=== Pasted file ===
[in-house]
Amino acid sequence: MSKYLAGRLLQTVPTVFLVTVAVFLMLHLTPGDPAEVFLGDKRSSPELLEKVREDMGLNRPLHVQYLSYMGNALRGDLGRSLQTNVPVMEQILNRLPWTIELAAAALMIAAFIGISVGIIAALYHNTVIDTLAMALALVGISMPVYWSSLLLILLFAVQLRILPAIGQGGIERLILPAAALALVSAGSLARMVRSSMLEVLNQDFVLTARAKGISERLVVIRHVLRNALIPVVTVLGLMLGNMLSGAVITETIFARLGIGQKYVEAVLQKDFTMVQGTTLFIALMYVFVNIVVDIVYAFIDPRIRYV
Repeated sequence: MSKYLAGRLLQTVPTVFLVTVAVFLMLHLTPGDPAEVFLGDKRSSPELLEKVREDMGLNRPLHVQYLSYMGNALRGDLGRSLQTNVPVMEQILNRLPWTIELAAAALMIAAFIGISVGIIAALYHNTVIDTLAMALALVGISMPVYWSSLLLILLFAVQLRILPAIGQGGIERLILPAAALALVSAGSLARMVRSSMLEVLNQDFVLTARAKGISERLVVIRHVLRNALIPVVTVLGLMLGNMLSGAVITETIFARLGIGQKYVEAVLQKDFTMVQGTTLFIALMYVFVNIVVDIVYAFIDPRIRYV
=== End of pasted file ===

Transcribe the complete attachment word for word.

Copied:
[in-house]
Amino acid sequence: MSKYLAGRLLQTVPTVFLVTVAVFLMLHLTPGDPAEVFLGDKRSSPELLEKVREDMGLNRPLHVQYLSYMGNALRGDLGRSLQTNVPVMEQILNRLPWTIELAAAALMIAAFIGISVGIIAALYHNTVIDTLAMALALVGISMPVYWSSLLLILLFAVQLRILPAIGQGGIERLILPAAALALVSAGSLARMVRSSMLEVLNQDFVLTARAKGISERLVVIRHVLRNALIPVVTVLGLMLGNMLSGAVITETIFARLGIGQKYVEAVLQKDFTMVQGTTLFIALMYVFVNIVVDIVYAFIDPRIRYV
Repeated sequence: MSKYLAGRLLQTVPTVFLVTVAVFLMLHLTPGDPAEVFLGDKRSSPELLEKVREDMGLNRPLHVQYLSYMGNALRGDLGRSLQTNVPVMEQILNRLPWTIELAAAALMIAAFIGISVGIIAALYHNTVIDTLAMALALVGISMPVYWSSLLLILLFAVQLRILPAIGQGGIERLILPAAALALVSAGSLARMVRSSMLEVLNQDFVLTARAKGISERLVVIRHVLRNALIPVVTVLGLMLGNMLSGAVITETIFARLGIGQKYVEAVLQKDFTMVQGTTLFIALMYVFVNIVVDIVYAFIDPRIRYV